Jamaicans for Justice: has systematically built its social and economic justice programme on sound research, with tested pilot locations, however, while the outcomes are favourable thus far, the impact cannot be entirely attributed to the project. CA is the main funding agency supporting the JFJ’s Social and Economic Justice Project. CA’s interest in advocacy at the national level is well aligned with the JFJ mandate. It represents the first undertaking of its kind in Jamaica, in terms of project design, scope and reach. In addition to project funding, CA provides support in the form of monitoring, project visits and emergency assistance to communities in the case of natural disasters. Residents feel that the project has tangible benefits and is responsive to stated needs. The assistance also enables support for the generation of new ideas about how to move forward and solve problems.
As Zimbabwe enters the New Year it appears that its referendum vote on the new constitution, originally scheduled for January, is unlikely to go ahead before June. The delay is widely attributed to delays in the constitution making process due to political in-fighting between the power-sharing parties, the MDC and Zanu-pf. The decision also follows a visit in December from South Africa’s president, Jacob Zuma, who urged Zimbabwe’s leadership to hold off on the referendum vote and elections until the constitution is ready and the necessary mechanisms for a free and fair election are in place. Christian Aid and its partners concur that Zimbabwe is not ready for elections at this time, and that there is a high probability that any vote would see a repeat of the violence that plagued the elections in March 2008. They also recognise that anything might happen, and following reports from new partner, the Zimbabwe Peace Project (ZPP), of politically motivated displacements in some areas, they have been carrying out scenario planning with all partners. This is to ensure that together they are prepared for any emergency situation, including civil unrest, increased food insecurity and economic hardships, localized famine, cholera and other disease outbreaks, as well as displacement. In CA’s last report they detailed the work partners Habakkuk Trust and SCMZ were doing to aid an outcome of the constitution writing process genuinely determined by the will of the Zimbabwean people whom Commitment for Life supports. This work continues, as does related work with young people to limit the likelihood of a recurrence of politically motivated violence in 2011.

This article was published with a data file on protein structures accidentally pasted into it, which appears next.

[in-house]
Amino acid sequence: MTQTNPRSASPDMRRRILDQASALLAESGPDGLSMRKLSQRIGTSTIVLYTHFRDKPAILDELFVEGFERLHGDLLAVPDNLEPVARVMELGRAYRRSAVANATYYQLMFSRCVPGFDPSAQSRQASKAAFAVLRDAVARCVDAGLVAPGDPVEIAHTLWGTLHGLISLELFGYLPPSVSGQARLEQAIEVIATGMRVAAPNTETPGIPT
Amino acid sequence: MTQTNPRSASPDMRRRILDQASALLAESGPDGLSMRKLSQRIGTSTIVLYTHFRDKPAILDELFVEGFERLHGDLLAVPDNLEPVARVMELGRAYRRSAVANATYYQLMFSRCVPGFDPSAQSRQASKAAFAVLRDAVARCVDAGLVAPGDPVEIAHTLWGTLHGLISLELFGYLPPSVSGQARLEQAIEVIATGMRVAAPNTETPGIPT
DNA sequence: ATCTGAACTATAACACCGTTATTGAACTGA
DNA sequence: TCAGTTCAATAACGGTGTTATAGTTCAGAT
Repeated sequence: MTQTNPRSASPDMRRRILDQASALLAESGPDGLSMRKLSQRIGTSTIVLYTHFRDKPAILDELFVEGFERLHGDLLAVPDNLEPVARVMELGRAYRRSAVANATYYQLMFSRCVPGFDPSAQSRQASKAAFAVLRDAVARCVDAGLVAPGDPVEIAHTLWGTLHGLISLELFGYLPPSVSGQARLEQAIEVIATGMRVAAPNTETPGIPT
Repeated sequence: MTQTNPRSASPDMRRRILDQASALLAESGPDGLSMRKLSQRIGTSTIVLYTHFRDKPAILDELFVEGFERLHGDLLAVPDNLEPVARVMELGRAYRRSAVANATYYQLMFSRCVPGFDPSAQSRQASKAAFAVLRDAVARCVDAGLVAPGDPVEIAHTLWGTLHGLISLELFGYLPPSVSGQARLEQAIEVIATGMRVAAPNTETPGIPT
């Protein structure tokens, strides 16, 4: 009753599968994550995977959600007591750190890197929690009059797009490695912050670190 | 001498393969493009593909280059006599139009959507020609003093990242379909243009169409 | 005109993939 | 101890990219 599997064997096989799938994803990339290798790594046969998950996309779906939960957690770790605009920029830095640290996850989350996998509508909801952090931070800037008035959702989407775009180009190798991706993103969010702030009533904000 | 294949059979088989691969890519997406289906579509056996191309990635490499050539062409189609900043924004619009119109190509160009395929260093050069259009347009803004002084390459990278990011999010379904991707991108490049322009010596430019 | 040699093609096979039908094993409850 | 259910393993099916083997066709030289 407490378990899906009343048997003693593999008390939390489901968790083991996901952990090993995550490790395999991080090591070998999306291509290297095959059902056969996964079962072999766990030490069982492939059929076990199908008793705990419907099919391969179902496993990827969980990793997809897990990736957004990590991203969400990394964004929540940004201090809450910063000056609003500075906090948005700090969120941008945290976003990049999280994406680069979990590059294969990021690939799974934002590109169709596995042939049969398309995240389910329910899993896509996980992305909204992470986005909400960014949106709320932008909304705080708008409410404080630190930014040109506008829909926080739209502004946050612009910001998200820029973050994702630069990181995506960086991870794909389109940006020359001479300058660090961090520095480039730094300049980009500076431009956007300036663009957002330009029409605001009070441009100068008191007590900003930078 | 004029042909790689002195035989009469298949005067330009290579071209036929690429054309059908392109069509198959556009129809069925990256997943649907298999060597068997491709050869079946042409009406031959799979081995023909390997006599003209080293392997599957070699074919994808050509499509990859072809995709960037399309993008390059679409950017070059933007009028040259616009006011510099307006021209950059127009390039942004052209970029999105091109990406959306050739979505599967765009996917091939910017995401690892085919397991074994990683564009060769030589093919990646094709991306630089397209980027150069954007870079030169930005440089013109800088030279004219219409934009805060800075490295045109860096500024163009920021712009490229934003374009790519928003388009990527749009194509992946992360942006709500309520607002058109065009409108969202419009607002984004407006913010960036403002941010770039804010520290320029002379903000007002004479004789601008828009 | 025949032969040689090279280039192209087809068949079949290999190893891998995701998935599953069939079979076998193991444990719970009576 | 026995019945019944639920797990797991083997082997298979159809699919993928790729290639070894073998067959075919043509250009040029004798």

CA report to CforL Reference Group January 2011
The World Development Movement hit the ground running in 2010. They saw that climate finance would be a crucial area for campaigning and kicked off the year with a successful protest outside DfID. Thanks to supporters and their awareness raising and education efforts WDM have kept the pressure on the UK government to support grants not loans for developing countries. Most recently they launched the ‘World Bank out of climate finance’ campaign together with southern partners at the UN talks in Cancun.
Secretary of State for Energy and Climate Change publically states loans for adaptation projects are unacceptable. DfID receives over 2,753 ‘No New Debt’ action cards
WDM publicly presents the UN Adaptation Fund with £1,413 from the ‘send a pound’ action
World Bank role managing Bangladesh’s climate funds is limited to first two years, giving the Bangladeshi government more autonomy and increasing civil society participation
WDM brought together members of the Bangladeshi diaspora communities in the UK to coordinate advocacy on climate finance and strengthen their role in climate justice campaigning. Useful reading material: A Long Way to Go: http://www.wdm.org.uk/climate-justice/long-way-go and a useful Briefing: http://www.wdm.org.uk/climate-justice/making-developing-countries-pay-twice-climate-change
Linda Mead – Commitment for Life Programme Co-ordinator,
Mission Team, United Reformed Church
Commitment for Life is here to help United Reformed Churches and LEPs work for a fairer world and for peace with justice, recognising that change and response starts with each one of us. www.cforl.org.uk